8 Keys To Getting Value From VDI

Pervasive desktop virtualization will change the way your employees interact. What's less certain is whether it also will save your company money or become a pricey replacement for fat desktops.

InformationWeek Staff, Contributor

June 4, 2010

4 Min Read

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Virtualization engineers can list multiple ways virtual desktops can cut costs while solving a host of problems. While we're not questioning the operational benefits of virtual desktop infrastructure--in fact, we think VDI will eventually deliver much better security and data management--CIOs must realize that ROI is entirely dependent on IT's ability to integrate business processes with VDI's unique features. If you have the right dynamic, VDI will yield significant returns. But roll out the technology without proper planning, and you may end up spending more while fending off disgruntled users.

Fortunately, we have an eight-step process to help you gauge the potential returns on a VDI deployment by examining organizational structure, existing virtualization adoption, security, employee productivity, support, disaster recovery, and power savings.

1. Determine whether the cost of a more-expert data center staff can be offset by needing fewer people to administer desktops. One thing most early adopters we've worked with agree on is that building and maintaining virtual desktop images and troubleshooting VDI problems require a well-trained IT staff. Deploying a limited number of identical workstation images en masse will reduce the overall amount of labor required to maintain desktops, but the technical expertise of the people performing those functions must increase dramatically. If you now use machine-imaging techniques to simp-lify and homogenize workstation deployments, your staff should easily adapt to VDI problem-solving and maintenance.

2. Determine how much desktop customization is required. The best candidates for VDI are organizations that don't have a lot of user groups and whose employees have uniform application requirements. At small companies, workers often fill multiple roles, so their desktops are highly customized; that means many images must be maintained. And this translates to management complexity in the data center.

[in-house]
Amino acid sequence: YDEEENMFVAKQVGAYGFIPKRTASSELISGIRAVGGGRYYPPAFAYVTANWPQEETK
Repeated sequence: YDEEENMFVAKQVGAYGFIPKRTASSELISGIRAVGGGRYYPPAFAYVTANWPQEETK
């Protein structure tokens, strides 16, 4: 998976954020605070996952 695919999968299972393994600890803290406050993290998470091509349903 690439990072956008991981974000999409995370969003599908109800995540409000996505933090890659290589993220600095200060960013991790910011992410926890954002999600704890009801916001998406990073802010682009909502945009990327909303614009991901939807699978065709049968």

3. Determine your current level of virtualization adoption. If you're already virtualized at the server level, desktop virtualization becomes a more attractive proposition for several reasons. Whether your vendor is Citrix, Microsoft, Sun, or VMware, odds are that your existing virtualized servers can be used to provide fault tolerance and better availability for your virtual desktops. In some cases, where the server environment is underutilized, it may even be possible to support VDI with minimal additional server purchases.

4. Determine your security and compliance posture as it pertains to desktops. If security is of paramount importance, desktop virtualization can bring major, cost-effective improvements. By centralizing desktop resources in a secure data center, it's much easier to keep sensitive information from leaving the organization. Of course, depending on whether you use all thin clients or have some older PCs mixed in, data may still leak out through flash media, removable hard drives, and other peripherals, so standard endpoint security software should still be employed in tandem with VDI.

In addition, thin clients use only a few protocols to make and sustain connections to desktop images in the data center, in contrast with typical desktops that may use hundreds of different protocols, depending on applications. Fewer protocols always equals better security.

To read the rest of the article,
Download the June 7, 2010 digital supplement on desktop virtualization.

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